Tag Archives: Grand Electric

To fast? Too furious! But not at Enoteca

In the sun room on Saturday morning, reading the papers and drinking the coffee when the Beast got some crazy idea in his head that he’s going to start fasting because he read some article in the March issue of Harper’s titled, “Starving Your Way to Vigor: The Benefits of an Empty Stomach.”

Beast: I’m going to start fasting.

Foodie: No. No you are not.

Beast: Oh yes I am.

Foodie: I am against this. I am against denying the body of nutrience in an attempt to “cleanse” it of “toxins”. The only thing you will do is lose water weight and shock your body into thinking it needs to hang on to everything important because it doesn’t know when you’re going to fill it up next because you’re behaving like a shit brain.

Beast: I’m not doing it to lose weight. I’m doing it to gain strength. You should read this article.

Foodie: I’m too busy reading about other stuff.

Beast: Like what?

Foodie: Like how probiotic yogurt and goji berries are good for you. Hey, you want to go see The Descendants today? I need to try and see all the Oscar movies before Sunday, for work, and I still need to see that one, plus War Horse and that Tom Hanks one.

Beast: I’d love to see it, actually. And then I’ll take you out for dinner tonight.

Foodie: Pardon?

Beast: I said I’ll take you for dinner tonight. I got a bonus from work.

Foodie: Well, hells bells! Let me go put a bra on!

After the movie, walking along Queen Street—and after the Beast made me play two rounds of Big Buck Hunter, a shooting game in the arcade where you have to fire at bucks in the wilderness. It was the oddest thing. Oh, and after getting my photo taken in some cardboard thing promoting Star Wars 3D.

Foodie: I know you’re going to say no, but what about we go see Ian and Chris at Grand Electric? I’ve wanted to take you there for so long now.

Beast: Why would I say no?

Foodie: Because it seems like it would be a lot of fun and it would be really social; two things you hate.

Beast: I like those guys. Why don’t you text Ian and see how long the wait will be?

Foodie (nodding in disbelief): Yeah! Sure! Holy smokes, I can’t believe you just encouraged me to text! Wait. What the fuck?

Beast: What?

Foodie: He just wrote back and it’s going to be a three and a half hour wait!

Beast: Well, good for them for doing so well.

Foodie: Good for them? This is bullshit. Where to now?

Beast: I’ve wanted to eat at Atlantic for a while now. How about there? Or Enoteca Sociale. I know you’ve wanted to take me there. You choose.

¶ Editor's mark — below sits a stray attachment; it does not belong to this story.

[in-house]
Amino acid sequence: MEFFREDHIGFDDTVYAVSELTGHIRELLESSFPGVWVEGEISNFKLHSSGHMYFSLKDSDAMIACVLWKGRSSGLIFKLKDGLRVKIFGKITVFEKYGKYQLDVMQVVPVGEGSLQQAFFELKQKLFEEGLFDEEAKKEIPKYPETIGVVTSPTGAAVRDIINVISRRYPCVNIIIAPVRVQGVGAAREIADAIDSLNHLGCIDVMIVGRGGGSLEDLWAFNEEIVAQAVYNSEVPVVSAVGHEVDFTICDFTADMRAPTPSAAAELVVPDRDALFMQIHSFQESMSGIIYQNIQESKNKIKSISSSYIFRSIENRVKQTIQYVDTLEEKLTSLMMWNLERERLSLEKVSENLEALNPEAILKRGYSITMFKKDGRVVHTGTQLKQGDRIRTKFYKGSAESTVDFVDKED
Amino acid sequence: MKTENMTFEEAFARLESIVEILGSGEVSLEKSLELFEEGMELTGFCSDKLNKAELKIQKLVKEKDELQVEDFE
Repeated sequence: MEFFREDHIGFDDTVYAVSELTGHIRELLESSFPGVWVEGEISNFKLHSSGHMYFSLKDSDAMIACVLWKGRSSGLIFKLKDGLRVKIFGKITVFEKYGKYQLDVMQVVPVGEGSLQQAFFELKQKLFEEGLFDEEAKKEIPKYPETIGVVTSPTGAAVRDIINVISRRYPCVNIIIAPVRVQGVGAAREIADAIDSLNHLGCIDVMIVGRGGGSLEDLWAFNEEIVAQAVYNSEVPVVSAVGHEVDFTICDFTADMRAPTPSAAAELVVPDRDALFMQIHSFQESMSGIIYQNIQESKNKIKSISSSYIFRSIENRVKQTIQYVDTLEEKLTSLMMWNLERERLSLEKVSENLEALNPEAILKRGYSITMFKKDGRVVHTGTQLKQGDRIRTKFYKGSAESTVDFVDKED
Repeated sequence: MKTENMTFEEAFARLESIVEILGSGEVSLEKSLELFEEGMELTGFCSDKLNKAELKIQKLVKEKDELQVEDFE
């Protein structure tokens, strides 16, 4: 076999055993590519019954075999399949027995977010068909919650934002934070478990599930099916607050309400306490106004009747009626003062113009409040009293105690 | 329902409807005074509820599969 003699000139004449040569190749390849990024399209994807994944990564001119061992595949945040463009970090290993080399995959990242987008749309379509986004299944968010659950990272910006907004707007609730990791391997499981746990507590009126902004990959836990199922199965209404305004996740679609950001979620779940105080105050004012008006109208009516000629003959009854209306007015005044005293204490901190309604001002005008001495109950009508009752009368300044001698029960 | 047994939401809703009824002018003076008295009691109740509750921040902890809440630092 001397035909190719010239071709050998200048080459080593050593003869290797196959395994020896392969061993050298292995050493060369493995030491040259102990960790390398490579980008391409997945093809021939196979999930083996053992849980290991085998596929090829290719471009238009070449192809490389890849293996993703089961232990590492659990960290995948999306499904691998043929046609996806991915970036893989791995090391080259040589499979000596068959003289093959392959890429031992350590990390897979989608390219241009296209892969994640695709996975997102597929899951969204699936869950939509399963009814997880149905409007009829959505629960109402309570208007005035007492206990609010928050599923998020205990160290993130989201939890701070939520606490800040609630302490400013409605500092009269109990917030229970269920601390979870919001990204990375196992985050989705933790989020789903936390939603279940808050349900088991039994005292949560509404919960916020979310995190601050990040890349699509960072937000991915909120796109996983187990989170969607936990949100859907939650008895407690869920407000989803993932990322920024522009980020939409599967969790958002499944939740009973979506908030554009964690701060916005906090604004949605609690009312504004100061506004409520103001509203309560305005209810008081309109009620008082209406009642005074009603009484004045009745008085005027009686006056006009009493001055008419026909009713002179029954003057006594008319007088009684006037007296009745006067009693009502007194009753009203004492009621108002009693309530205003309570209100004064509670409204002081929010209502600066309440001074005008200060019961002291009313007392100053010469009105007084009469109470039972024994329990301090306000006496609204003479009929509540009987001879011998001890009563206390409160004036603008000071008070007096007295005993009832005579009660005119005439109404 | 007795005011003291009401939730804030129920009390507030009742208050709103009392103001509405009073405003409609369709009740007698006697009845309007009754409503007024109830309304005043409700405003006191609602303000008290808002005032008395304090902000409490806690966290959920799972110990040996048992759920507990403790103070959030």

Foodie: I’d be happy with either. You choose.

We ended up at Enoteca Sociale, a place that reminds me a bit of Lupa in New York (that detail is for FATB’s international crowd). At 9:00 pm, there were many people huddled in the lobby waiting for a table but the hostess offered us two seats at the bar. I love sitting at restaurant bars. The Beast hates it. We took the the two seats, obviously.

Foodie: That was hilarious. As soon as we walk in and two seats at the bar appear. It was like it was meant to be.

Beast: Look (banging his knees against the counter and against me, in protest); we can’t even talk or see each other, and our knees keep banging.

Foodie (after just having ordered dinner): You’re exaggerating. Hey, how do you like this Pinot Bianco from Alto Adige?

Beast: I’m still shocked that you knew the first glass he poured us was corked.

Foodie: It was faint, that’s for certain, but I’m a very, very strong taster, having been trained–

Beast: It’s incredible.

Foodie: How in the hell did you like the movie, anyway?

Beast: I liked it. I like all of his movies.

Foodie: What else did he do besides Sideways again?

Beast: About Schmidt, Election.

Foodie: George Clooney’s character kind of reminded me of Jack Nicholson in About Schmidt. There’s a coldness to Payne’s leading men, don’t you think? It leaves me, I guess, wanting for more or something.

Beast: Well, I’m not sure Payne can make a movie where he’s not constantly undermining the emotional richness of his stories by being merciliessly mean to his characters.